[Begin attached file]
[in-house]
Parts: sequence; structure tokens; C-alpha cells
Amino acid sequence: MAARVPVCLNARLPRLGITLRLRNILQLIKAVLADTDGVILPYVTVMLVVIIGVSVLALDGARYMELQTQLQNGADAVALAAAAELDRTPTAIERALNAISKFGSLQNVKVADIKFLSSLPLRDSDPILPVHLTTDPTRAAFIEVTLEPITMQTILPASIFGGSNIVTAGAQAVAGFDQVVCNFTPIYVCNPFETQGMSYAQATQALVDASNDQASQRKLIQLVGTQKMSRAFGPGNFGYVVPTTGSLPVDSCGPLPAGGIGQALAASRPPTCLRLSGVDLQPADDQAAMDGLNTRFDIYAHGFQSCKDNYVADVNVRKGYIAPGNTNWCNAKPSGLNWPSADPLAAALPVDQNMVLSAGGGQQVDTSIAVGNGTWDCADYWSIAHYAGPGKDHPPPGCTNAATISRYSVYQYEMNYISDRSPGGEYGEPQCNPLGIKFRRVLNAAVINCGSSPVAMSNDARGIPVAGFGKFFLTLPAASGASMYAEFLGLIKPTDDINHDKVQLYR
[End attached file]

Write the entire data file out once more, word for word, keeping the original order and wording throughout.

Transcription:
[in-house]
Parts: sequence; structure tokens; C-alpha cells
Amino acid sequence: MAARVPVCLNARLPRLGITLRLRNILQLIKAVLADTDGVILPYVTVMLVVIIGVSVLALDGARYMELQTQLQNGADAVALAAAAELDRTPTAIERALNAISKFGSLQNVKVADIKFLSSLPLRDSDPILPVHLTTDPTRAAFIEVTLEPITMQTILPASIFGGSNIVTAGAQAVAGFDQVVCNFTPIYVCNPFETQGMSYAQATQALVDASNDQASQRKLIQLVGTQKMSRAFGPGNFGYVVPTTGSLPVDSCGPLPAGGIGQALAASRPPTCLRLSGVDLQPADDQAAMDGLNTRFDIYAHGFQSCKDNYVADVNVRKGYIAPGNTNWCNAKPSGLNWPSADPLAAALPVDQNMVLSAGGGQQVDTSIAVGNGTWDCADYWSIAHYAGPGKDHPPPGCTNAATISRYSVYQYEMNYISDRSPGGEYGEPQCNPLGIKFRRVLNAAVINCGSSPVAMSNDARGIPVAGFGKFFLTLPAASGASMYAEFLGLIKPTDDINHDKVQLYR